The early Victorian artist John Martin was born in Haydon Bridge, Northumberland, on 19 July 1789.
A devout Christian he drew inspiration for his paintings from his deep understanding of the New Testament, the rugged landscape of his home, and his experience of the great forges and ironworks of nearby Tyneside. Though it was said that there was madness in his family, and indeed his older brother Jonathan was later to be committed to a lunatic asylum.
Extremely popular in his day Martin was courted by Royalty and had a great many prominent patrons, and as a result he was to go from the one bedroom cottage of his birth to become a very wealthy man.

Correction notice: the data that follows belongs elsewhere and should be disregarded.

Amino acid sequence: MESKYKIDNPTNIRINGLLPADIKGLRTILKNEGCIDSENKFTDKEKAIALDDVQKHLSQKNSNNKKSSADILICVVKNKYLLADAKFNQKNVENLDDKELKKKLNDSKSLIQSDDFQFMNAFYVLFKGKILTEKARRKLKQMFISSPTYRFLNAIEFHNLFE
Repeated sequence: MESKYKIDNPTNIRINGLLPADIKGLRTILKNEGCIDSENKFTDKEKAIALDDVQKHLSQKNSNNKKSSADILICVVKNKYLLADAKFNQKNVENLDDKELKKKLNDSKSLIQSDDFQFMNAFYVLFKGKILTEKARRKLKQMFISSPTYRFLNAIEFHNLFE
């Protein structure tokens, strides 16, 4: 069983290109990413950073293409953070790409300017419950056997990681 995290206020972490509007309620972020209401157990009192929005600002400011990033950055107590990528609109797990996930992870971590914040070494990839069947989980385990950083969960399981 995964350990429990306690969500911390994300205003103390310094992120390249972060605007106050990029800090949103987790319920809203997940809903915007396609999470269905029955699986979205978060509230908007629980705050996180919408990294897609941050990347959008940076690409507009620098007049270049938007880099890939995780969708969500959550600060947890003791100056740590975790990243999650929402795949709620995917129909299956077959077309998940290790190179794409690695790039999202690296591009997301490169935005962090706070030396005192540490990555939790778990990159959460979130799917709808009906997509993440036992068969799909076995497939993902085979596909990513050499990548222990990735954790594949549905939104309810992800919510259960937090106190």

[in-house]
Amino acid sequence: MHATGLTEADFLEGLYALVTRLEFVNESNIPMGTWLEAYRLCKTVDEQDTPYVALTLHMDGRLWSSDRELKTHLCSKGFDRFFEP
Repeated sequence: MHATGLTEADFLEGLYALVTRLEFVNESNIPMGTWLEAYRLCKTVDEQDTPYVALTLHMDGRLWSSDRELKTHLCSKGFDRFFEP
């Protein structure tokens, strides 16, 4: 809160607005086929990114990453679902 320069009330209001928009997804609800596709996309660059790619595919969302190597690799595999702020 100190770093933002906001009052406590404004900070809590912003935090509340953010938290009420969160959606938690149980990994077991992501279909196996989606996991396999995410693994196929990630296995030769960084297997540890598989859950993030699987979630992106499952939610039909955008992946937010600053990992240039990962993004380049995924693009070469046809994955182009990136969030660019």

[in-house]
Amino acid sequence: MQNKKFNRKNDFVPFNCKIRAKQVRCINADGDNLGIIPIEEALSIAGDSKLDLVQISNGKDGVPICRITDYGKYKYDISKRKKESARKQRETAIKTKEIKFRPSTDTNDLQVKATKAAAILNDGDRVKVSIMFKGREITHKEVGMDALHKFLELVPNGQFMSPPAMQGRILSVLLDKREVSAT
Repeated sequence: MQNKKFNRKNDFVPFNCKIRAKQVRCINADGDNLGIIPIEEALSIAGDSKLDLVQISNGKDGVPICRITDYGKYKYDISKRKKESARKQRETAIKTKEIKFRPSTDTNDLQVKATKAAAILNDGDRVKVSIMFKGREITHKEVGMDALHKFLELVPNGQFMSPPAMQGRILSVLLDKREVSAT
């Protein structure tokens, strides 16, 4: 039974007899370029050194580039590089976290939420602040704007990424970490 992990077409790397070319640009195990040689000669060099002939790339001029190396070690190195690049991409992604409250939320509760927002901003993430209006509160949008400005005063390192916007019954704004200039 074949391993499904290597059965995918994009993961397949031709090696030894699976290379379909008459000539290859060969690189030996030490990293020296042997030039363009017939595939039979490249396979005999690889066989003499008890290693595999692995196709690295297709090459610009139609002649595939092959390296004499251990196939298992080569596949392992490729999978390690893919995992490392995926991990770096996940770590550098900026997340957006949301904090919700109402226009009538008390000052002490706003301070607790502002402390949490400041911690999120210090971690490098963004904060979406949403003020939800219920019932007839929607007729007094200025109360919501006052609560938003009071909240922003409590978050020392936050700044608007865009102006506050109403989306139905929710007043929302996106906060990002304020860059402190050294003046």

Following his death on 17 February 1854 he very quickly went out of fashion however, and his work was soon being derided for its bombast and absurd theatricality.
Indeed, with his paintings no longer exhibited he became largely forgotten and for many years it was possible to purchase a John Martin original for little more than a few shillings:
The Destruction of Sodom and Gomorrah
The Great Day of his Wrath
The Eruption of Vesuvius
The Seventh Plague of Egypt
Expulsion of Adam and Eve
Christ Stilleth the Waters
Destruction of Pompeii